Wolpaw Laboratory Research Overview



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The Wolpaw Lab's work has centered on the childhood tumor, neuroblastoma. Neuroblastoma cells can exist in one of two epigenetic or lineage states, an "adrenergic" state that comprises the majority of the bulk tumor and tends to be responsive to chemotherapy, and a "mesenchymal" state that is a more minor subpopulation and more resistant to chemotherapy.

Researchers in the Wolpaw Lab found that the mesenchymal cells are much more sensitive to inflammatory stimuli and have a higher basal level of inflammation than the adrenergic cells, revealing a potential immune vulnerability of this important drug-resistant state.

The Wolpaw Lab is investigating how to model these states and how to exploit that vulnerability to enhance therapy for neuroblastoma patients. The researchers are also interested in applying similar principles to other pediatric solid tumors.

We are working to develop and characterize immunocompetent mouse models of lineage heterogeneity in neuroblastoma, in order to investigate the impact of these states on immunotherapeutic responses.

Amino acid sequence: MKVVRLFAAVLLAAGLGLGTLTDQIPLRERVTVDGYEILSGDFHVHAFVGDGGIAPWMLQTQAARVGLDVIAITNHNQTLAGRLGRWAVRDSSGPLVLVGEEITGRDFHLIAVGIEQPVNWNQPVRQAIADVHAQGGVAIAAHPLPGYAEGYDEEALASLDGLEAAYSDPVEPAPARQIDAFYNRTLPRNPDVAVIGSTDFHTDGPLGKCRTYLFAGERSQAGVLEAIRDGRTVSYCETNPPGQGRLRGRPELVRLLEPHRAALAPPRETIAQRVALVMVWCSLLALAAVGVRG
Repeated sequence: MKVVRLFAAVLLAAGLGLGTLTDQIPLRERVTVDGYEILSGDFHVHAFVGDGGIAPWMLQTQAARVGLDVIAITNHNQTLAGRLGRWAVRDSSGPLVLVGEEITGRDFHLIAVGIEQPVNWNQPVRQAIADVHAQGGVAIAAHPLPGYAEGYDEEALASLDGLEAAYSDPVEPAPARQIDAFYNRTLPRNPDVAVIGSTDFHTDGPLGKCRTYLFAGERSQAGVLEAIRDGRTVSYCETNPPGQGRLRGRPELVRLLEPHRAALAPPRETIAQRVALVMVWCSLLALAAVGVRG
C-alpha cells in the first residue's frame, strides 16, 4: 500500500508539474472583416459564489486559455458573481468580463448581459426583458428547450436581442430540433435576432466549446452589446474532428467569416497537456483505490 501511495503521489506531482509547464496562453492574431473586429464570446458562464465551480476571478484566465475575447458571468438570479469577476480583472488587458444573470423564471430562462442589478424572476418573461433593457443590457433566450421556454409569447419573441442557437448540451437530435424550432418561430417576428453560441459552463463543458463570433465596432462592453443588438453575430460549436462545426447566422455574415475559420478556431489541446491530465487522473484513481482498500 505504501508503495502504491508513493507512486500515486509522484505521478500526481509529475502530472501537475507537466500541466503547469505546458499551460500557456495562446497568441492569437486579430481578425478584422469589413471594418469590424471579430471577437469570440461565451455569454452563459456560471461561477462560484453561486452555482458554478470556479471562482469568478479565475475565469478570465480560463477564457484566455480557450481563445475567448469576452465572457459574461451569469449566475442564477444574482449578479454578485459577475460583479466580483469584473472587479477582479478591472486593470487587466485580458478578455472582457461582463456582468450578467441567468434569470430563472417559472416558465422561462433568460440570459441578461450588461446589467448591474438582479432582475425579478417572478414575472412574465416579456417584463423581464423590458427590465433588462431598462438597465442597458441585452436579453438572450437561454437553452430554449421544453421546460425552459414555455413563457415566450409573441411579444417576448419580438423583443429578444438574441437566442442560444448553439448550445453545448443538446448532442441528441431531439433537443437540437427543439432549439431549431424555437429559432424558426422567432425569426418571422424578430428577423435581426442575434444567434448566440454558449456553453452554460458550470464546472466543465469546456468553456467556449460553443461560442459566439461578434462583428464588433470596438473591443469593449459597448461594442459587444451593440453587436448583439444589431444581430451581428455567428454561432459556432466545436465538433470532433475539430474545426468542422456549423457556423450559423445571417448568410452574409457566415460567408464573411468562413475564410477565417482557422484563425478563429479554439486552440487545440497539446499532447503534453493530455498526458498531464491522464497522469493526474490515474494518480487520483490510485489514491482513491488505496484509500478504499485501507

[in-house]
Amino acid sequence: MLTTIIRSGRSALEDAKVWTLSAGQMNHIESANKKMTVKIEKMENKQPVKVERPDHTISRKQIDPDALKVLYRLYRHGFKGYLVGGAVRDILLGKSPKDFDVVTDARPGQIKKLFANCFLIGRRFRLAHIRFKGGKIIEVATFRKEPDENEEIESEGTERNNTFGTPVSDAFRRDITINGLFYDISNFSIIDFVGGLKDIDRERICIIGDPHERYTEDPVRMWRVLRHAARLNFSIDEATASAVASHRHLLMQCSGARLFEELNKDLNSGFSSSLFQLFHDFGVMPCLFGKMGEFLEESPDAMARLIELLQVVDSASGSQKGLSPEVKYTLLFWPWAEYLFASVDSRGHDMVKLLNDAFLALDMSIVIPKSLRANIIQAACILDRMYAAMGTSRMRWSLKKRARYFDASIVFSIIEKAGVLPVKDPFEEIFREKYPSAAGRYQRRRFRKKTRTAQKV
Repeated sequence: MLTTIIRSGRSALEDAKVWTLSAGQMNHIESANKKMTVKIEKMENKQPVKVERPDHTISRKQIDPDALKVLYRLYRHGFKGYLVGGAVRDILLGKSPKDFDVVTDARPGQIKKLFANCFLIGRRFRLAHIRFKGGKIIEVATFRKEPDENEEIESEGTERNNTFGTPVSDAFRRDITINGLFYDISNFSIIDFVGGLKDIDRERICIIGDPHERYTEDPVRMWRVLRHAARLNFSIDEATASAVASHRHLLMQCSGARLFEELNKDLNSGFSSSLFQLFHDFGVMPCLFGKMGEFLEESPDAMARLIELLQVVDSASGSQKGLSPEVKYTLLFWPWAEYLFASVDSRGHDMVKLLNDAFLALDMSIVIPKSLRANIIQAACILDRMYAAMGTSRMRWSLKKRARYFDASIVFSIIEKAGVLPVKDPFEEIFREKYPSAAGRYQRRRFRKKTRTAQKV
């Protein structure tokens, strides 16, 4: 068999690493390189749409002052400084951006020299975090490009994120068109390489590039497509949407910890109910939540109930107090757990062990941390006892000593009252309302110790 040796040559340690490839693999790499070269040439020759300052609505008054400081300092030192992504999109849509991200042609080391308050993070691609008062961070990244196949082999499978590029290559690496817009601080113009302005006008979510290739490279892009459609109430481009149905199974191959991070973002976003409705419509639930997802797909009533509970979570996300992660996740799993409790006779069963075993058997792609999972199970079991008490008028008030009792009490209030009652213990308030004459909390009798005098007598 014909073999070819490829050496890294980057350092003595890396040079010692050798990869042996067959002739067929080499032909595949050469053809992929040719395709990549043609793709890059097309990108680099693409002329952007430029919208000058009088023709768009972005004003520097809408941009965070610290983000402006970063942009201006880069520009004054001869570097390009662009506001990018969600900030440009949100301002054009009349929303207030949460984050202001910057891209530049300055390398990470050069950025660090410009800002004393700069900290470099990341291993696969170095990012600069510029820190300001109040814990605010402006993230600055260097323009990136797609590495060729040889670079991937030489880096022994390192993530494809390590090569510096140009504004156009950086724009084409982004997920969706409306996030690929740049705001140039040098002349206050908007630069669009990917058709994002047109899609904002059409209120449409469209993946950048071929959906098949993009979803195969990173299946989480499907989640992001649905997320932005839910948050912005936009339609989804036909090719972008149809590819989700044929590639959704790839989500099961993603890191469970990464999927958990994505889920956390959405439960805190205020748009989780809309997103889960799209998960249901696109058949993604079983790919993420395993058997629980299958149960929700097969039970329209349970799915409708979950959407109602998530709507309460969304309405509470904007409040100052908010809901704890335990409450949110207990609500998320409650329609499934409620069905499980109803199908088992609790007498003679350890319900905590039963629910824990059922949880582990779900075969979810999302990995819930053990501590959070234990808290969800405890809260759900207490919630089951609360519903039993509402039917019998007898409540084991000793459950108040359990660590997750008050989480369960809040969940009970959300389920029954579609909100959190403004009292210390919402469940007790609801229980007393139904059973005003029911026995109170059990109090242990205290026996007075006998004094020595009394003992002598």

IHC Example

Our prior work showed that the mesenchymal lineage state has functional signaling through multiple inflammatory sensors, including those involved in dsRNA and cytosolic DNA sensing, but the adrenergic state does not. We are using CRISPR-Cas9 approaches to understand the connection between lineage state and expression of these sensors.

Overview Figure

We have found that the cGAS-STING pathway, which is required for systemic anti-tumor immune responses to local radiation, is inactive in neuroblastoma. Our work will determine how pathway restoration impacts therapy responses.

We have identified small molecules that activate NF-kappaB signaling in selective neuroblastoma cell lines and are working to understand their selectivity and their impact on immunotherapy responses.